Also, I might interpret something about a character that turns out to not quite be true. For instance, I was developing a character once where I thought she carried around a lot of guilt, but then realized that wasn't the whole truth while writing the story. She was angry about something, and maybe there was some guilt on top of that, but I picked up on the guilt, rather than the anger at first.

I love the process of developing characters. :)

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Re: Character Creation Process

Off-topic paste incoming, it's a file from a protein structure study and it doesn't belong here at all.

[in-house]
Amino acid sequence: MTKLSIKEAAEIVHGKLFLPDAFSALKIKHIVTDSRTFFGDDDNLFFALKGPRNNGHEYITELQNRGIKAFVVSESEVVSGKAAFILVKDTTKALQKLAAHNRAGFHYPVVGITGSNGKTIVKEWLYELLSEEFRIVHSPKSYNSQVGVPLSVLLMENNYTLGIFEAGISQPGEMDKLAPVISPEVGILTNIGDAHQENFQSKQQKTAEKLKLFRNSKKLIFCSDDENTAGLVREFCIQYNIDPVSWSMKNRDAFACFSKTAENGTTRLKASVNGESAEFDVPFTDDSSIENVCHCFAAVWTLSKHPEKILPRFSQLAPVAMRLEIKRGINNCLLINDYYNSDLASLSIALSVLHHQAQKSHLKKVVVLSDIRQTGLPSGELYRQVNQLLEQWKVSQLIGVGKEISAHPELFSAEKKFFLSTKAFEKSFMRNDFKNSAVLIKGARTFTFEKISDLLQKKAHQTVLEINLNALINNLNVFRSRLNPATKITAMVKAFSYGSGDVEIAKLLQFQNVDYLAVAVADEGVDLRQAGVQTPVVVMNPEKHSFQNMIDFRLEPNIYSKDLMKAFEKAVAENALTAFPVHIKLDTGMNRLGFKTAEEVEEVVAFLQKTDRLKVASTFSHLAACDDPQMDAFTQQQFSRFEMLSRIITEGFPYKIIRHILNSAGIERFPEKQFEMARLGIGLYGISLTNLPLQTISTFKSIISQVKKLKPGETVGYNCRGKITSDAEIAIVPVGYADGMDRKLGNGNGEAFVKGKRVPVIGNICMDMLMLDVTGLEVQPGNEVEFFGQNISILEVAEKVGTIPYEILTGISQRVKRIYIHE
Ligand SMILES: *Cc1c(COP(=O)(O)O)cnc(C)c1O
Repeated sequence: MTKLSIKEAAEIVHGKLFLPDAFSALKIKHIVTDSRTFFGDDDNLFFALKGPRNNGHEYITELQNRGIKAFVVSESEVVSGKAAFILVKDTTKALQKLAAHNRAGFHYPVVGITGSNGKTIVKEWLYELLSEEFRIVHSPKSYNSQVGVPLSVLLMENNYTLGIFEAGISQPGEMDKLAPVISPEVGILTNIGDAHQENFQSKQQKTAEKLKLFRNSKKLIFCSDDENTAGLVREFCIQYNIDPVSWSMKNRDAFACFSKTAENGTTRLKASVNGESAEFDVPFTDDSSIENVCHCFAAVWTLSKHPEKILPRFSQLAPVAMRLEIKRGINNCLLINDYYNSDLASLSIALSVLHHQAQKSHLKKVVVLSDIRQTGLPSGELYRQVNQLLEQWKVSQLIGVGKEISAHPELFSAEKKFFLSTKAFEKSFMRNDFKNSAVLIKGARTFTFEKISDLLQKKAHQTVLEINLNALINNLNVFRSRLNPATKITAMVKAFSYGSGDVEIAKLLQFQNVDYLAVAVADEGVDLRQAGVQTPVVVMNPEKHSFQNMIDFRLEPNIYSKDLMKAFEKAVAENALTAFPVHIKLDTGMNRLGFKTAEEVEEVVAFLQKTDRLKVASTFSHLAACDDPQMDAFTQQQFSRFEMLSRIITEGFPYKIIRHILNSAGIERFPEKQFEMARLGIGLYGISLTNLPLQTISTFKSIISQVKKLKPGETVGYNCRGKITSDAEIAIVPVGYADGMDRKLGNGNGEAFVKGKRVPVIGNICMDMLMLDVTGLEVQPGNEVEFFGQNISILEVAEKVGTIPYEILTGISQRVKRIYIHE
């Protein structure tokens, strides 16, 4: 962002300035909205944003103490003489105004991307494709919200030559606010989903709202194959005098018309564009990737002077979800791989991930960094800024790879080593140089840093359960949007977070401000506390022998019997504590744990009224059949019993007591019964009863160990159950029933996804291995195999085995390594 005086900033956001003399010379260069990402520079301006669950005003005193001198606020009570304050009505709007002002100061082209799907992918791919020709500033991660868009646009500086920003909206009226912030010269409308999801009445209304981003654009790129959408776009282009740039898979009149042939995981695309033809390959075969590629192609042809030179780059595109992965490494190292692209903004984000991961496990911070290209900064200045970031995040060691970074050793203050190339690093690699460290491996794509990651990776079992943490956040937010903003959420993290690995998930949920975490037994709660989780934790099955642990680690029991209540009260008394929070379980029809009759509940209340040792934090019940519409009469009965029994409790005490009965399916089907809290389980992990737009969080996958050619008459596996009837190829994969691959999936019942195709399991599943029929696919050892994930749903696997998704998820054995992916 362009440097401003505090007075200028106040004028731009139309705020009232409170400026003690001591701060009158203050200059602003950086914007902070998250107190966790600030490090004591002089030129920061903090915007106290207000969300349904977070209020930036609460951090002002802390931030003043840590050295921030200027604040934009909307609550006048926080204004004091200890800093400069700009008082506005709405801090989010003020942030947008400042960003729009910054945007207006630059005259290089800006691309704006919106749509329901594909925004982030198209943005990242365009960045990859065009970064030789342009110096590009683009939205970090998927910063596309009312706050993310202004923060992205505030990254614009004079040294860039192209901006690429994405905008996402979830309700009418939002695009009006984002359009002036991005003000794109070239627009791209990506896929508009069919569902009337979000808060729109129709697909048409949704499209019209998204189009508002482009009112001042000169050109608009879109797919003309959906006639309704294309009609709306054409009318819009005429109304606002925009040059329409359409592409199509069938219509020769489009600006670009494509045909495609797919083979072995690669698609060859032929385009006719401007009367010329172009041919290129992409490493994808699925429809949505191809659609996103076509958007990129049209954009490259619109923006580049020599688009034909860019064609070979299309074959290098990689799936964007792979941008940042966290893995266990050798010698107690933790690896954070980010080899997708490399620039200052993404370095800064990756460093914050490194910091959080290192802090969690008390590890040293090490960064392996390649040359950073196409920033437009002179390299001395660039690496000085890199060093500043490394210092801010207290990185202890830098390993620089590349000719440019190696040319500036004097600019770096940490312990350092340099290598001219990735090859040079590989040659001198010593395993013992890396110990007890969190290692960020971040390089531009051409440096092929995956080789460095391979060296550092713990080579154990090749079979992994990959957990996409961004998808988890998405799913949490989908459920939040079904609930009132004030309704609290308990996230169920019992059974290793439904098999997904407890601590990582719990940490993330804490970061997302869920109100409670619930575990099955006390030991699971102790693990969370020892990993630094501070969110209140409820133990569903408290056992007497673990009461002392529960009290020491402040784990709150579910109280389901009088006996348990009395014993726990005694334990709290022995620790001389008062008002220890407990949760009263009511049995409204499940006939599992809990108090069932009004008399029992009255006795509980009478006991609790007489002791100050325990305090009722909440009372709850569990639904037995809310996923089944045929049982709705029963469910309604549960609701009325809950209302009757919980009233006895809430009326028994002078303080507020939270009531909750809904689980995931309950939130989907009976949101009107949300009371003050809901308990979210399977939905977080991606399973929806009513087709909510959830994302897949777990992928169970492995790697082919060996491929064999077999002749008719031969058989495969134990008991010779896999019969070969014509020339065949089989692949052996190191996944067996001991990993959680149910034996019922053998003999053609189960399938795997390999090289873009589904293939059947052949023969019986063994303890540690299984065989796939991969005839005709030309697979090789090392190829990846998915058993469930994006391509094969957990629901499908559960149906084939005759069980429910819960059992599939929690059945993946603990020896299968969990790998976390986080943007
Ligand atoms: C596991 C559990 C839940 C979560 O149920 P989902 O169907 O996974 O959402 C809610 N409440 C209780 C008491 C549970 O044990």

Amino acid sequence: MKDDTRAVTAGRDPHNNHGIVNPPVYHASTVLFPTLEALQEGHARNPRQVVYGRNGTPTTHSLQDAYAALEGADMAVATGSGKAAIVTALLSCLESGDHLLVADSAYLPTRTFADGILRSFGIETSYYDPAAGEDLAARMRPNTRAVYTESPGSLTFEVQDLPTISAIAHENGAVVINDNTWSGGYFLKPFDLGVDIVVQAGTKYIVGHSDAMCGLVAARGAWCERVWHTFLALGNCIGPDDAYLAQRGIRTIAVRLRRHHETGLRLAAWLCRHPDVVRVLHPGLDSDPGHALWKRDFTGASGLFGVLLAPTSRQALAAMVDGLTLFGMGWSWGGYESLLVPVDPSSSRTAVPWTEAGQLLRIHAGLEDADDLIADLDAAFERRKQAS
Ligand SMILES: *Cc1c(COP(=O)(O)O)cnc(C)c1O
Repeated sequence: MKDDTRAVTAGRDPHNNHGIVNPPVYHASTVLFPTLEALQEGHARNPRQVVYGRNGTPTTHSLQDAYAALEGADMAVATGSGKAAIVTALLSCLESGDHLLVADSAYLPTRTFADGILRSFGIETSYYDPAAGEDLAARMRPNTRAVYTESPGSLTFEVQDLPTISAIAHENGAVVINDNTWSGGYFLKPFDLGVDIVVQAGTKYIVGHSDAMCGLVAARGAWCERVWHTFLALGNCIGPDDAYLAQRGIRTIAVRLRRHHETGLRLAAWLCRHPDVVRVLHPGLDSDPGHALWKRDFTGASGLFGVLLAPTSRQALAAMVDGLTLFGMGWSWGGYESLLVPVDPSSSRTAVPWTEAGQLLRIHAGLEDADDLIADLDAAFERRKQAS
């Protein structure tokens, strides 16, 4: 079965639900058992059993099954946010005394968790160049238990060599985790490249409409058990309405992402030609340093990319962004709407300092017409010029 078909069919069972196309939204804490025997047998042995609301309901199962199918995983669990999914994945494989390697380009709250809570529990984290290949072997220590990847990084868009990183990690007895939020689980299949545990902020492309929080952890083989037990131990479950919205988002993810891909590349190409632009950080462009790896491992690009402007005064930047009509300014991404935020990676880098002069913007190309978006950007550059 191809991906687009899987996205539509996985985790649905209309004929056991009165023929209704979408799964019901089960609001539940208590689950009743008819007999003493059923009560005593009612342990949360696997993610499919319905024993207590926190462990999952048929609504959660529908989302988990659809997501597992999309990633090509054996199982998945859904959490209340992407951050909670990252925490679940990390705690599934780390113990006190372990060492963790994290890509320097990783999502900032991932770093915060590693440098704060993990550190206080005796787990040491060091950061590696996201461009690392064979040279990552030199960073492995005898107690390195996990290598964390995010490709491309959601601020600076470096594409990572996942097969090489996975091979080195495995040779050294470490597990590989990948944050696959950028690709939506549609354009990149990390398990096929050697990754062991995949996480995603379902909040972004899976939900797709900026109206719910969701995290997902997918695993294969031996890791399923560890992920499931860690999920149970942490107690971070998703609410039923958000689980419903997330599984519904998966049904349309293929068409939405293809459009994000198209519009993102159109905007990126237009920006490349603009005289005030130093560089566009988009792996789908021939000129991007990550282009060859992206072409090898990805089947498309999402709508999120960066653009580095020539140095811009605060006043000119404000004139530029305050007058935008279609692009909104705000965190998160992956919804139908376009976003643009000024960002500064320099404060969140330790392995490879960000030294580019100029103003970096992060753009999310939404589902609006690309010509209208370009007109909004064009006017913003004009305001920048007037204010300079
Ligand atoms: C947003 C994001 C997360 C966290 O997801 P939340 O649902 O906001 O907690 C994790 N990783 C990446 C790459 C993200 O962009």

Post by Mark.W.Carson » February 8th, 2012, 3:08 pm

I try and figure out what the story is and It hits me who the major players are. At first, there are a lot more than I need, and then they get pared down to who actually has a "voice" in the story. Sometimes I have to add one here, or there, but they come to me and it's like they are actually becoming more deep despite my effort rather than because of it.

I am not saying my characters are all deep and interesting people with wants and desires all unique toward their goals, much the way real people tend to be, but they grow with every pass I give over my MS. I must say, I have many more passes to go.

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Re: Character Creation Process

Post by dios4vida » February 8th, 2012, 5:28 pm